Right now, all these shifting notions of merit are swirling around a young woman named Jennifer Gratz.

Two years ago, the high school honors student and community volunteer in suburban Detroit applied to the University of Michigan, but was rejected. Gratz is now suing the university, charging that the university rejected her because she is white in order to make room for minority students with lower grades.

Experts predict that the Michigan lawsuit will ultimately lead to a U.S. Supreme Court ruling clarifying the concept of merit.

The high court ruled 20 years ago that colleges could use race as a "plus" factor, among other considerations, in an effort to achieve diversity, but could not operate a dual-track admissions system.

Since then, "We've had years and years of a deep freeze where nobody said anything, and schools went ahead with their own programs," said Fred Lynch, author of "The Diversity Machine," a 1997 book that detailed the 108-cell grid used at the University of Michigan to measure merit for admission.

Lynch contends that Michigan and other public universities have fashioned a system of meritocracy that sacrifices "affirmative action's old rationale of redressing past wrongs" in favor of "diversity's obsession with ethnic box-checking and proportional politics."

"But this is a real hot potato," Lynch added, "and the political tradition in America is to throw the hot potatoes to the courts."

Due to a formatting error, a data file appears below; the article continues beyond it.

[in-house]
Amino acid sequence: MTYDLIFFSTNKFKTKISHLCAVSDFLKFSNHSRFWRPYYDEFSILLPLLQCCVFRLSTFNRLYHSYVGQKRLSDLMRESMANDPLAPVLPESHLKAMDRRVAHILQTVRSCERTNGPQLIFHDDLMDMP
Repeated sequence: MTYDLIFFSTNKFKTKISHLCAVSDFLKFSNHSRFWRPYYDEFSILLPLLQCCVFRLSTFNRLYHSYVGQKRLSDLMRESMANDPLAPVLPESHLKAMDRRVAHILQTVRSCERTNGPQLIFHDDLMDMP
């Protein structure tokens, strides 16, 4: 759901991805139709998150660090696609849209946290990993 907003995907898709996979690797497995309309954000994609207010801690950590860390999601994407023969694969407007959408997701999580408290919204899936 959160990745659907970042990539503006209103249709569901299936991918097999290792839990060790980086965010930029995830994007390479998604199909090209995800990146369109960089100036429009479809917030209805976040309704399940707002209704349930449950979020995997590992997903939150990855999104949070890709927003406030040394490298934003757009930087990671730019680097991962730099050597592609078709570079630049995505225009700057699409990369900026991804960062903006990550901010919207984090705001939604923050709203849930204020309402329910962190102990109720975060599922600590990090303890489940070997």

If the high court removes race as an admissions factor, "all you have left is test scores," said Paul Cohen, of the Princeton Review Foundation, which provides financial aid and test training to disadvantaged students.

What's so bad about that?

Standardized tests "fail miserably in predicting success in college," said Cohen.

Throughout their history, standardized tests such as the SAT have been criticized as culturally biased. Data consistently show whites scoring higher than minorities -- 200 points over African Americans, 140 points over Hispanics, according to the latest measurements.

Test coaching has become a booming industry, helping more affluent students increase scores by as much as 200 points and raising even more suggestions that the tests are "demographically and economically driven."

Pub Date: 5/24/98